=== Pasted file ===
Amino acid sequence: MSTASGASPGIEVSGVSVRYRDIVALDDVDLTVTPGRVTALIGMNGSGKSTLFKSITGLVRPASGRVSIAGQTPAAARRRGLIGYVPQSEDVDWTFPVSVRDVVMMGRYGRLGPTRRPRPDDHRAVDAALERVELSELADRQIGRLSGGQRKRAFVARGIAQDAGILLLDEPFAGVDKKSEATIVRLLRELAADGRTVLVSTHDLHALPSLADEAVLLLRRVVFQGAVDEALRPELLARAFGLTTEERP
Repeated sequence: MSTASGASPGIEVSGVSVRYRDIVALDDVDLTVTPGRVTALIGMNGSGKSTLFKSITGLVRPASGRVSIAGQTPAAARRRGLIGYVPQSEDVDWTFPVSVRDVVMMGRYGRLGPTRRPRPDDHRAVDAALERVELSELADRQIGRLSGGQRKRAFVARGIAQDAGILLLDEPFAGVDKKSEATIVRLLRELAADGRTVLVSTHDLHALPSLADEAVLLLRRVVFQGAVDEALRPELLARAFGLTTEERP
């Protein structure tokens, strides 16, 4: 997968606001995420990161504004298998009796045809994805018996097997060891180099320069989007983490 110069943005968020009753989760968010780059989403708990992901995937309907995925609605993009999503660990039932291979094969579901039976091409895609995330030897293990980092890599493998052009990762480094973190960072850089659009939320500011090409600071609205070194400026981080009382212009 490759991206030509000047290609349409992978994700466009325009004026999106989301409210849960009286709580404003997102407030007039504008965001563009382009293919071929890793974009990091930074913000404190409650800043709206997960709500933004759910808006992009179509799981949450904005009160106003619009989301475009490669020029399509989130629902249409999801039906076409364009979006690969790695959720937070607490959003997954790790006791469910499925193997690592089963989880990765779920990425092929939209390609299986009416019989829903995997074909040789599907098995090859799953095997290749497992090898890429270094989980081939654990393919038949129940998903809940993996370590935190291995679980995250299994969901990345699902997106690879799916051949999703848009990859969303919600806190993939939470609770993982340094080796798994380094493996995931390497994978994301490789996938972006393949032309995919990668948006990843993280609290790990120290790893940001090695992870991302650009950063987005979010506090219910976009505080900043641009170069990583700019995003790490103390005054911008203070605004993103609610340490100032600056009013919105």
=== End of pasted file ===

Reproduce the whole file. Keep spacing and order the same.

Amino acid sequence: MSTASGASPGIEVSGVSVRYRDIVALDDVDLTVTPGRVTALIGMNGSGKSTLFKSITGLVRPASGRVSIAGQTPAAARRRGLIGYVPQSEDVDWTFPVSVRDVVMMGRYGRLGPTRRPRPDDHRAVDAALERVELSELADRQIGRLSGGQRKRAFVARGIAQDAGILLLDEPFAGVDKKSEATIVRLLRELAADGRTVLVSTHDLHALPSLADEAVLLLRRVVFQGAVDEALRPELLARAFGLTTEERP
Repeated sequence: MSTASGASPGIEVSGVSVRYRDIVALDDVDLTVTPGRVTALIGMNGSGKSTLFKSITGLVRPASGRVSIAGQTPAAARRRGLIGYVPQSEDVDWTFPVSVRDVVMMGRYGRLGPTRRPRPDDHRAVDAALERVELSELADRQIGRLSGGQRKRAFVARGIAQDAGILLLDEPFAGVDKKSEATIVRLLRELAADGRTVLVSTHDLHALPSLADEAVLLLRRVVFQGAVDEALRPELLARAFGLTTEERP
């Protein structure tokens, strides 16, 4: 997968606001995420990161504004298998009796045809994805018996097997060891180099320069989007983490 110069943005968020009753989760968010780059989403708990992901995937309907995925609605993009999503660990039932291979094969579901039976091409895609995330030897293990980092890599493998052009990762480094973190960072850089659009939320500011090409600071609205070194400026981080009382212009 490759991206030509000047290609349409992978994700466009325009004026999106989301409210849960009286709580404003997102407030007039504008965001563009382009293919071929890793974009990091930074913000404190409650800043709206997960709500933004759910808006992009179509799981949450904005009160106003619009989301475009490669020029399509989130629902249409999801039906076409364009979006690969790695959720937070607490959003997954790790006791469910499925193997690592089963989880990765779920990425092929939209390609299986009416019989829903995997074909040789599907098995090859799953095997290749497992090898890429270094989980081939654990393919038949129940998903809940993996370590935190291995679980995250299994969901990345699902997106690879799916051949999703848009990859969303919600806190993939939470609770993982340094080796798994380094493996995931390497994978994301490789996938972006393949032309995919990668948006990843993280609290790990120290790893940001090695992870991302650009950063987005979010506090219910976009505080900043641009170069990583700019995003790490103390005054911008203070605004993103609610340490100032600056009013919105």